"you Achaeans came to Troy with war in your hearts for my sake, shameless creature that I was!"
Helen of Troy, by Evelyn de Morgan (1898)
Public DomainHelen of Troy, by Evelyn de Morgan (1898) - Credit: Wikimedia Commons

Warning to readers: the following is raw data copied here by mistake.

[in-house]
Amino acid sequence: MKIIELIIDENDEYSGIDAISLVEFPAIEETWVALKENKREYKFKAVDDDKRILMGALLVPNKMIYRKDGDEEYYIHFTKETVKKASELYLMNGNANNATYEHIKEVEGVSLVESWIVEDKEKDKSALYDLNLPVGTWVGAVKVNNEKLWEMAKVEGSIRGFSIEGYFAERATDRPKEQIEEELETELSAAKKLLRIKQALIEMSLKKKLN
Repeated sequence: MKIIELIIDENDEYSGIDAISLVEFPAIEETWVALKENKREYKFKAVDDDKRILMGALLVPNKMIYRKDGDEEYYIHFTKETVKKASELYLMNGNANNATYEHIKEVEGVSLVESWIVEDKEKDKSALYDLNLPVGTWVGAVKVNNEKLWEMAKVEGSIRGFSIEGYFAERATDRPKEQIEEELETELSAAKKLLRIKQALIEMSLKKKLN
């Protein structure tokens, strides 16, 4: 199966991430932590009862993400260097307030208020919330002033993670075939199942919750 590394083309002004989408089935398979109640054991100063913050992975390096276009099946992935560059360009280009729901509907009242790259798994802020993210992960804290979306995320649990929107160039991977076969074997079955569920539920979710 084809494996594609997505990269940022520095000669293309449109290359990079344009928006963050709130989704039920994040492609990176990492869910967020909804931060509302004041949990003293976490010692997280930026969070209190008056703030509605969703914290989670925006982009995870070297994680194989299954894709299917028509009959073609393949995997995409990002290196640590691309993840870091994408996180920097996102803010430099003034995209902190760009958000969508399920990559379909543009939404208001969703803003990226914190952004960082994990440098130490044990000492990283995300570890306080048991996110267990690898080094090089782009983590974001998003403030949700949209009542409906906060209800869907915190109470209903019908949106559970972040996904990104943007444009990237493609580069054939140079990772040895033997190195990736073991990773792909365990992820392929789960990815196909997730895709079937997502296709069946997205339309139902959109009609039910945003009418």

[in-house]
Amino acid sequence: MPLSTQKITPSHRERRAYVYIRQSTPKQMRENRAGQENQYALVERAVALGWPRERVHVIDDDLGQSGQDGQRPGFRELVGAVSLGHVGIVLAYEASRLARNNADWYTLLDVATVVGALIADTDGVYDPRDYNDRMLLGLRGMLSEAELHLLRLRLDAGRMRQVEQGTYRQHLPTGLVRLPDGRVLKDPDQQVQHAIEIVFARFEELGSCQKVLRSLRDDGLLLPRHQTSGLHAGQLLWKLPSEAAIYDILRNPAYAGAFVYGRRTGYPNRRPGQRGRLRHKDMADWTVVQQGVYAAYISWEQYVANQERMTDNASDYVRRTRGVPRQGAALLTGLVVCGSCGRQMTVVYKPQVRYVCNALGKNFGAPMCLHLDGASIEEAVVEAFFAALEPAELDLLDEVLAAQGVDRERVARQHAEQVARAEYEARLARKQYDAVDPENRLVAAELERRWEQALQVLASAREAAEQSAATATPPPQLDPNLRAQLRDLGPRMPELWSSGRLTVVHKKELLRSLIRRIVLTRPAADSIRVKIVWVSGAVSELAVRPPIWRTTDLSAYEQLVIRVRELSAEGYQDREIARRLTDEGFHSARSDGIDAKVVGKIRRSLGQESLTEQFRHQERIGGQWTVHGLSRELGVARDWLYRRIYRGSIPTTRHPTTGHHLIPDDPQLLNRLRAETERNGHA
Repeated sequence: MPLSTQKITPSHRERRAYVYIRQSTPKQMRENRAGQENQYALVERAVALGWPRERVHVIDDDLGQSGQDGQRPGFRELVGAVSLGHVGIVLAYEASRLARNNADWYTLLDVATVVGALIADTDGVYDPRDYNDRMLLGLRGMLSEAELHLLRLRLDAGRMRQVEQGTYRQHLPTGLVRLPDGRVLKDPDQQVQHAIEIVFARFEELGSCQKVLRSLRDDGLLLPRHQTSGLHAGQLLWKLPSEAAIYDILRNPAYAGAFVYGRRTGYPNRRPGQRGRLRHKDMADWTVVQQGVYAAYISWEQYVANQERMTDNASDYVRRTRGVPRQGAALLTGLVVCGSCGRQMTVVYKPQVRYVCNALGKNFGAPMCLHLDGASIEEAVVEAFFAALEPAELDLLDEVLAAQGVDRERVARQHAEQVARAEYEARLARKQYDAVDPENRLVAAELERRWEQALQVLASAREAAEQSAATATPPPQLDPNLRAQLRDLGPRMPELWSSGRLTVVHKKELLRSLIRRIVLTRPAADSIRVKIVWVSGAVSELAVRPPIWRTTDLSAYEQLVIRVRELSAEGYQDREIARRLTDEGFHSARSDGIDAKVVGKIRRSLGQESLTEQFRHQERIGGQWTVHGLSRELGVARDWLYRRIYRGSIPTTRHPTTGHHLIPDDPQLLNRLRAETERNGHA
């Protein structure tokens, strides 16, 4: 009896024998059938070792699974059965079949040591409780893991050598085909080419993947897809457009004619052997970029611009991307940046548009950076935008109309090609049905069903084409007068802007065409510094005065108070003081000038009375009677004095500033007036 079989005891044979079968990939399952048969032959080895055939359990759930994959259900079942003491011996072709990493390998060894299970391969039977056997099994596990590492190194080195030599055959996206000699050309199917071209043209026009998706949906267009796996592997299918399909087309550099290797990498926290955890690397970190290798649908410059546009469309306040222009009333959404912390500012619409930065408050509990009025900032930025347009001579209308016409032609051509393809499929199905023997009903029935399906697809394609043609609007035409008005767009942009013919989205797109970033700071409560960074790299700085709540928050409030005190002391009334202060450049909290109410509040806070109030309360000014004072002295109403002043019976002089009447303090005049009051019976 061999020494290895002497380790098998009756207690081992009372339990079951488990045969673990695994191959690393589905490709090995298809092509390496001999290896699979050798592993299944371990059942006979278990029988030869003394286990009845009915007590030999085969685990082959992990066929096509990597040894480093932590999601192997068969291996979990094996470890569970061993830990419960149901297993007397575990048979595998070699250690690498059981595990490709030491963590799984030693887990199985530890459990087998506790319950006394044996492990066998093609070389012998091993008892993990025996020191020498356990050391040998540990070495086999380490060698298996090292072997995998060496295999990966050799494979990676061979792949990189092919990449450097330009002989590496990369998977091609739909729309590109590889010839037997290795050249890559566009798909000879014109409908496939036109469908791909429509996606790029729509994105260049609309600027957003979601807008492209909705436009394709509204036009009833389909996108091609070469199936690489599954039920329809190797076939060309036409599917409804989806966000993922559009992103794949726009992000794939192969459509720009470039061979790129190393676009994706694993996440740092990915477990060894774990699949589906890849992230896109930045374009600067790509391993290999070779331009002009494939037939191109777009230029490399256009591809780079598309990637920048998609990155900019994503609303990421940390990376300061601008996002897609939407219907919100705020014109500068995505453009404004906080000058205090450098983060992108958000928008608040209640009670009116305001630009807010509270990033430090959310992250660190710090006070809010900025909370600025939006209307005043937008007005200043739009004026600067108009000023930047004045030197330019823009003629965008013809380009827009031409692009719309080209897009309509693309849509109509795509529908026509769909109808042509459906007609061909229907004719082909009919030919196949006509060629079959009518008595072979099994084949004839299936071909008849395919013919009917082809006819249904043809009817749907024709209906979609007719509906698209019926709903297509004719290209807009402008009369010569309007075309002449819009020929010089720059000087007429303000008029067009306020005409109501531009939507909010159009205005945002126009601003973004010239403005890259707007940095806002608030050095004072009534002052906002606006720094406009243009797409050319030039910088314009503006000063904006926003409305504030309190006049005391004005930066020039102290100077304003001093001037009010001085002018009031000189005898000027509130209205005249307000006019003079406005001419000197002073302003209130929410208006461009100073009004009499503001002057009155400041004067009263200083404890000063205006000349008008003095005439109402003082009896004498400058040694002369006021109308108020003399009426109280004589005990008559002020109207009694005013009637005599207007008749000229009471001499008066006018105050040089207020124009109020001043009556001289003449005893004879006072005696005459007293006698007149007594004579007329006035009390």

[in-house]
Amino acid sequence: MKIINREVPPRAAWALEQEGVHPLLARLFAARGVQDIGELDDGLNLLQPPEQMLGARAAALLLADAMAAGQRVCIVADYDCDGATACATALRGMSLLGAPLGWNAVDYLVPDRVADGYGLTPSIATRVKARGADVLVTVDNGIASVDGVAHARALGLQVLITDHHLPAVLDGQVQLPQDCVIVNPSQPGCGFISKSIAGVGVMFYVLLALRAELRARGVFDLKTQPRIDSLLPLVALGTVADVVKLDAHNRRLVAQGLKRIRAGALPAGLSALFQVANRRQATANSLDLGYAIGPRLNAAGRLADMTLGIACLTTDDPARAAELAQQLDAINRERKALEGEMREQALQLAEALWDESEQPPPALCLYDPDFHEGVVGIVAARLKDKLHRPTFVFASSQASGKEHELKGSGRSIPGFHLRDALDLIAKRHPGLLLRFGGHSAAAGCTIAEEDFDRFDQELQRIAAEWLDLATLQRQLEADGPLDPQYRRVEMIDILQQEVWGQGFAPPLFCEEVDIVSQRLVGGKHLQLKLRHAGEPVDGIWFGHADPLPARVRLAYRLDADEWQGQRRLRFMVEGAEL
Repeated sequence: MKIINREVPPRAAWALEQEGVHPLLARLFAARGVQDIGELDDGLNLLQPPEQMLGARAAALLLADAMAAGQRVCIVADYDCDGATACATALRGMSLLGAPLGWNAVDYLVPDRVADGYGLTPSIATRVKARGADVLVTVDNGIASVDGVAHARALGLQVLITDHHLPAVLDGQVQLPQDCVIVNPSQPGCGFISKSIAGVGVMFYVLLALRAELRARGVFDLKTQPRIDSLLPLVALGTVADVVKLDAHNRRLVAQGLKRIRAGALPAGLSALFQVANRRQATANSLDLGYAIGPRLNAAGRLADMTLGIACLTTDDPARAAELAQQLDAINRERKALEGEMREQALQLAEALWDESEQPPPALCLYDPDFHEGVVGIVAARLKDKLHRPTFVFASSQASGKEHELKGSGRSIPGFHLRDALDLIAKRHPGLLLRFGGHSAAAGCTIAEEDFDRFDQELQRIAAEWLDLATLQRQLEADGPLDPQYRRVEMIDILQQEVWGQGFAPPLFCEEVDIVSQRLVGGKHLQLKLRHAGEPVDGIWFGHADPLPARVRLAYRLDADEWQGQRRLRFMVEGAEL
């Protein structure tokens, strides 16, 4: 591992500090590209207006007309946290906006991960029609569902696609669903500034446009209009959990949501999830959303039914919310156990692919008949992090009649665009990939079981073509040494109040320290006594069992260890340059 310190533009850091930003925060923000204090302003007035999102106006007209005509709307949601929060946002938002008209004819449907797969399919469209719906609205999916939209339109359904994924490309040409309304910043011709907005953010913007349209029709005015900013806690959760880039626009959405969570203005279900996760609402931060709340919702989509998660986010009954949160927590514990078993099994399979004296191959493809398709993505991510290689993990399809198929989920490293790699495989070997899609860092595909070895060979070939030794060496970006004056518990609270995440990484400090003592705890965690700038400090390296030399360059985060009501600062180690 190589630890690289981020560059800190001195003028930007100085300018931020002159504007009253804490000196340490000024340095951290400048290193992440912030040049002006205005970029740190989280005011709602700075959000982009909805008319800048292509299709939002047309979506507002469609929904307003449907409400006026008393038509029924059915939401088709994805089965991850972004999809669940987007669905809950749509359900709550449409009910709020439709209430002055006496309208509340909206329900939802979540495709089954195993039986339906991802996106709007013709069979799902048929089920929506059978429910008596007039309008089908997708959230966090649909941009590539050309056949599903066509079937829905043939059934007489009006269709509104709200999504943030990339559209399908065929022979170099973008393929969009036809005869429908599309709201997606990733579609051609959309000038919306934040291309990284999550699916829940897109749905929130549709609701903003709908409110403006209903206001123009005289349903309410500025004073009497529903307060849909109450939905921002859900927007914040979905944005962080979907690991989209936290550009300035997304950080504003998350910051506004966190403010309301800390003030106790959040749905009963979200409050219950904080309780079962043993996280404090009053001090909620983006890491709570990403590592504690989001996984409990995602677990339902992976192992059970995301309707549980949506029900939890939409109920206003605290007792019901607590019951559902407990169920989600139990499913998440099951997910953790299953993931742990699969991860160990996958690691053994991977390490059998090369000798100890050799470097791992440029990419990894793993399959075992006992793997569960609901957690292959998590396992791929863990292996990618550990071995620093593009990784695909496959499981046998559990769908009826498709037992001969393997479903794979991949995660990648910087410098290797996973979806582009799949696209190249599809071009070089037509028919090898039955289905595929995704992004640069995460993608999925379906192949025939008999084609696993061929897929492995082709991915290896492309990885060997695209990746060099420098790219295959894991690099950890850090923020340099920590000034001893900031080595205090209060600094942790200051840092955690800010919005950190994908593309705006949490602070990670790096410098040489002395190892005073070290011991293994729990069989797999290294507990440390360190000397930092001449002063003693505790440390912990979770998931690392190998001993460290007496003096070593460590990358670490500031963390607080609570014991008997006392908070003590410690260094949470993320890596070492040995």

Helen’s degree of guilt in starting the Trojan War differs according to different accounts. In some, she leaves with Paris willingly; in others she is abducted. One account (Euripides) even tells of Helen being transported to Egypt, with a phantom Helen sent to Troy in her place. Homer’s Helen is ambiguous; she refers to herself as a shameless creature, but then tells how she secretly tried to help the Greeks at Troy. Menelaus relates quite a different story, however, in which Helen sides with the Trojans and almost foils the Greeks’ cunning plan. Helen is presented to us as an opportunist, a clever woman with an extraordinary ability to come out of any situation on top.